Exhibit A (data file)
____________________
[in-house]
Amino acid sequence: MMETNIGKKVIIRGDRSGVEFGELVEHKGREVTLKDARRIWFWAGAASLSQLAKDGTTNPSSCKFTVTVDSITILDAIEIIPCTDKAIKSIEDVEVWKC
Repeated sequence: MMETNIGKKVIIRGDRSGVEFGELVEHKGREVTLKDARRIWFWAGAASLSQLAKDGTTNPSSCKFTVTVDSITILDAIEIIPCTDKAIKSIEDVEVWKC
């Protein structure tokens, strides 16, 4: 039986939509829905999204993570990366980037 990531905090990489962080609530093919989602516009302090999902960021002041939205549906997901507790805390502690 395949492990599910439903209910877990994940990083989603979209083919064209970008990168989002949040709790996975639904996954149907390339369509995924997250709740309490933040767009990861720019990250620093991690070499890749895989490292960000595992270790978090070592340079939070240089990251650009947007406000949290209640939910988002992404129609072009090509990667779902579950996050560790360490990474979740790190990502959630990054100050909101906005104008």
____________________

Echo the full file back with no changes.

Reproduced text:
[in-house]
Amino acid sequence: MMETNIGKKVIIRGDRSGVEFGELVEHKGREVTLKDARRIWFWAGAASLSQLAKDGTTNPSSCKFTVTVDSITILDAIEIIPCTDKAIKSIEDVEVWKC
Repeated sequence: MMETNIGKKVIIRGDRSGVEFGELVEHKGREVTLKDARRIWFWAGAASLSQLAKDGTTNPSSCKFTVTVDSITILDAIEIIPCTDKAIKSIEDVEVWKC
């Protein structure tokens, strides 16, 4: 039986939509829905999204993570990366980037 990531905090990489962080609530093919989602516009302090999902960021002041939205549906997901507790805390502690 395949492990599910439903209910877990994940990083989603979209083919064209970008990168989002949040709790996975639904996954149907390339369509995924997250709740309490933040767009990861720019990250620093991690070499890749895989490292960000595992270790978090070592340079939070240089990251650009947007406000949290209640939910988002992404129609072009090509990667779902579950996050560790360490990474979740790190990502959630990054100050909101906005104008």